Archive for the ‘Song of Solomon’ Category

Durham on Christ and Old Testament Believers

July 25, 2009

I’m frantically trying to finish off an essay on James Durham and the Song of Solomon for the Confessional Presbyterian Journal (nine thousand words down – a few more to go).  One of the objections he considers to reading the Song through the lens of “Christ and the church” is that it would have been impossible for an OT believer to read the Song like that as, well, Christ had not come yet.  Here is my understanding of what Durham has to say on the matter:

The second objection Durham raises is that some might argue reading the Song as an allegory of Christ’s love to his church is to “make this Song look more like the gospel of the New Testament, than a song of the old.” His answer to this objection is forthright and depends heavily on the underlying unity of the covenant of grace. He states that Old Testament believers had “the same gospel” as New Testament believers and that “their faith and communion with God stood not in outward ceremonies, which were typical; but in the exercise of inward graces, faith, love, &c. which are the same now as then.” He goes on to argue that Christ was the “same” to believers in the Old Testament and in the New. They had “the same [S]pirit, covenant, &c. and so the same cases and experiences … [as] are also applicable to us now.” The fact that Christ had not yet come in the flesh did not mean that Old Testament believers had “another gospel, covenant, faith, yea, nor church; we being grafted in that same stock which they once grew upon, being by faith heirs of the same promises, which some time they possessed.”

Anyway – back to writing the essay!

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Weekly Update 38 – Song of Solomon (2)

January 19, 2008

“Few can read this Song, but they must fall in love with it”
James Durham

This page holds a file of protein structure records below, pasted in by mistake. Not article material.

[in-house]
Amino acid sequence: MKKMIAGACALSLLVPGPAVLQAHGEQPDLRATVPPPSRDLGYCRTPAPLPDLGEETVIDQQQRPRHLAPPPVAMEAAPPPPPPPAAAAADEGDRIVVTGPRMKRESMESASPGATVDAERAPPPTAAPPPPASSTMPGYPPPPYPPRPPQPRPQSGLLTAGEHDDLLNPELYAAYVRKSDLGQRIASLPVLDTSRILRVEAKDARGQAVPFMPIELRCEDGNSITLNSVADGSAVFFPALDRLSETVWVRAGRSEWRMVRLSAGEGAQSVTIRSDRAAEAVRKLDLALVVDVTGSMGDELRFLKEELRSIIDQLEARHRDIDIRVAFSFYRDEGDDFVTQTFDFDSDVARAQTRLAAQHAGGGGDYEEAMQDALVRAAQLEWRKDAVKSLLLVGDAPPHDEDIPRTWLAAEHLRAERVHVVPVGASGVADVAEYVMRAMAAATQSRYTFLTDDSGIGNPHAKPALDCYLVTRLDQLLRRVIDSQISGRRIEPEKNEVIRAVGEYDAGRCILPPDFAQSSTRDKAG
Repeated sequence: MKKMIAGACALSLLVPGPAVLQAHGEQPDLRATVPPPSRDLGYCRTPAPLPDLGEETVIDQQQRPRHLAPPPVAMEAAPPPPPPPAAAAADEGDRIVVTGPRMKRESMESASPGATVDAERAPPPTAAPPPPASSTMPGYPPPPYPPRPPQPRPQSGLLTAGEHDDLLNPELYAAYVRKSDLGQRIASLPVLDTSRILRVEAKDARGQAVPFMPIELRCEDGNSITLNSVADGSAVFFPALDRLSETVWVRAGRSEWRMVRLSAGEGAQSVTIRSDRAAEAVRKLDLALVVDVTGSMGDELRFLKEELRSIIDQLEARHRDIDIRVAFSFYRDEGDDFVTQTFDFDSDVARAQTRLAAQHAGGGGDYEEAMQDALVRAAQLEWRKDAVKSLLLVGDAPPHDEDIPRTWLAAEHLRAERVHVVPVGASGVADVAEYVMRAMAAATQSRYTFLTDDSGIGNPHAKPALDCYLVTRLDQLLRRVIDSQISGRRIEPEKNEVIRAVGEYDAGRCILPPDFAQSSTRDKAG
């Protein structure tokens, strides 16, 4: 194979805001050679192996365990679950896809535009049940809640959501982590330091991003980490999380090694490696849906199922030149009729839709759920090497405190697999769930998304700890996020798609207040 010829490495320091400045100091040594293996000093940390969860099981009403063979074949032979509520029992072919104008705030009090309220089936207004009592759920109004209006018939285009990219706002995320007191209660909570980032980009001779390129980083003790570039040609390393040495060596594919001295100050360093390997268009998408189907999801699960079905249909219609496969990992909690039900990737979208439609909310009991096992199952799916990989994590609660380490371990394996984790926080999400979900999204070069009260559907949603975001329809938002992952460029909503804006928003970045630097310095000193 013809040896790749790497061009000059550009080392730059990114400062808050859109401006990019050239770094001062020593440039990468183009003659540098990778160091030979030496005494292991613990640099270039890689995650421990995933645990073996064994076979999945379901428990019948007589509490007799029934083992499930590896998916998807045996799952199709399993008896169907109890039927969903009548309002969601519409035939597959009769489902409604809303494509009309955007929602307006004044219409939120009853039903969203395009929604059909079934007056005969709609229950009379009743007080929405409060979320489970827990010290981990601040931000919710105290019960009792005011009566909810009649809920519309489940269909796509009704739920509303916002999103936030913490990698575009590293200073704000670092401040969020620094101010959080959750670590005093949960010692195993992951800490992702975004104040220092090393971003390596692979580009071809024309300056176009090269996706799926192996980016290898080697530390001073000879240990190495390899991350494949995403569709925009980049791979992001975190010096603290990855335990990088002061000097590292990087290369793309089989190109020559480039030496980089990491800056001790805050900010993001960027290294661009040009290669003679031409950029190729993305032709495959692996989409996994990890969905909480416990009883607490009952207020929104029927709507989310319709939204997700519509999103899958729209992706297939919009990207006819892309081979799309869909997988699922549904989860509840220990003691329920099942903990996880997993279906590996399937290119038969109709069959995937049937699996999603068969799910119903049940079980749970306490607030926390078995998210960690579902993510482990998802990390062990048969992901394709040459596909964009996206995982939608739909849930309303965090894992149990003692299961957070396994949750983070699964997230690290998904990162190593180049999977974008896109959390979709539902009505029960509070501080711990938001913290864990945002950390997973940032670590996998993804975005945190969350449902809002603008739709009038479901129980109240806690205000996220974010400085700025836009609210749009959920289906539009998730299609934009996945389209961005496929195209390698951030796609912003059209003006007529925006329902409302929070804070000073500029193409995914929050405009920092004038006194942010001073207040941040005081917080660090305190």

For James Durham the Song of Solomon “treats of Christ and his church in their most glorious, lively, and lovely actions, to wit, his care of and love unto his church, and that in its most eminent degree; and also of her love unto him in its various measures and workings” (The Song of Solomon, Edinburgh, Banner of Truth, 1982, 63).  But what led him to take this approach?  Why did he not see it as a book about marriage and human love?  Well, he patiently explains why in his Clavis Cantici or A key, Useful for Opening up the Song which form the introductory chapter to his commentary.  There is much in there worth careful consideration.

Durham begins by outlining the characteristics necessary in an expositor if they are to understand the Song correctly.  They are:

  1. A knowledge of the whole scriptures, but especially the book of Psalms and other Songs in scripture. (p24).
  2. It is of vital importance “that one have some experimental knowledge of the way of God towards his own heart: he who is so wise as to observe these things, even he shall understand the loving kindness of the Lord”.  Durham observes, “such kind of experience is one of the best commentaries upon this text”. (p24).
  3. To be in a “lively frame” toward God i.e. not to be backslidden. (p25).
  4. “Much conversing with the Bridegroom, especially by prayer…” (p25).

 How many academic commentaries place these qualifications foremost?

After summarising the case for the canonical nature of the book Durham argues that “this Song is not to be taken… literally, that is, as the words do at first sound; but is to be taken and understood spiritually, figuratively and allegorically…” (p27).  Durham gives four reasons (some of greater weight than others):

  1. The aim of Scripture is edification.  Without a spiritual application, i.e. unless the book speaks of more than human love, that aim would not be met. (p28).
  2. The excessive nature of this love, if it were human, is unsuitable for Christian imitation.  Where is love to Christ in all this? (p29).
  3. Many actions here are inconsistent with modesty & propriety if understood literally. (p29). Therefore Christ and the Church and their love must be spoken of here. (p28)
  4. Other allegories in Scripture must be compared to the Song.  Consider Ps 45, Matt 22, Jer 3, Hos 2:3, Ezek 16, Luke 14, 2 Cor 6:1, Rev 19:8).  These refer to Christ and the church and so must the Song. (p33).

But is the Song a type or an allegory?  I.e. is it a historical account that foreshadows Christ (type), or is it a “parable” that has no grounding in actual history (allegory)?  Durham argues forcefully that it is an allegory, giving a few reasons: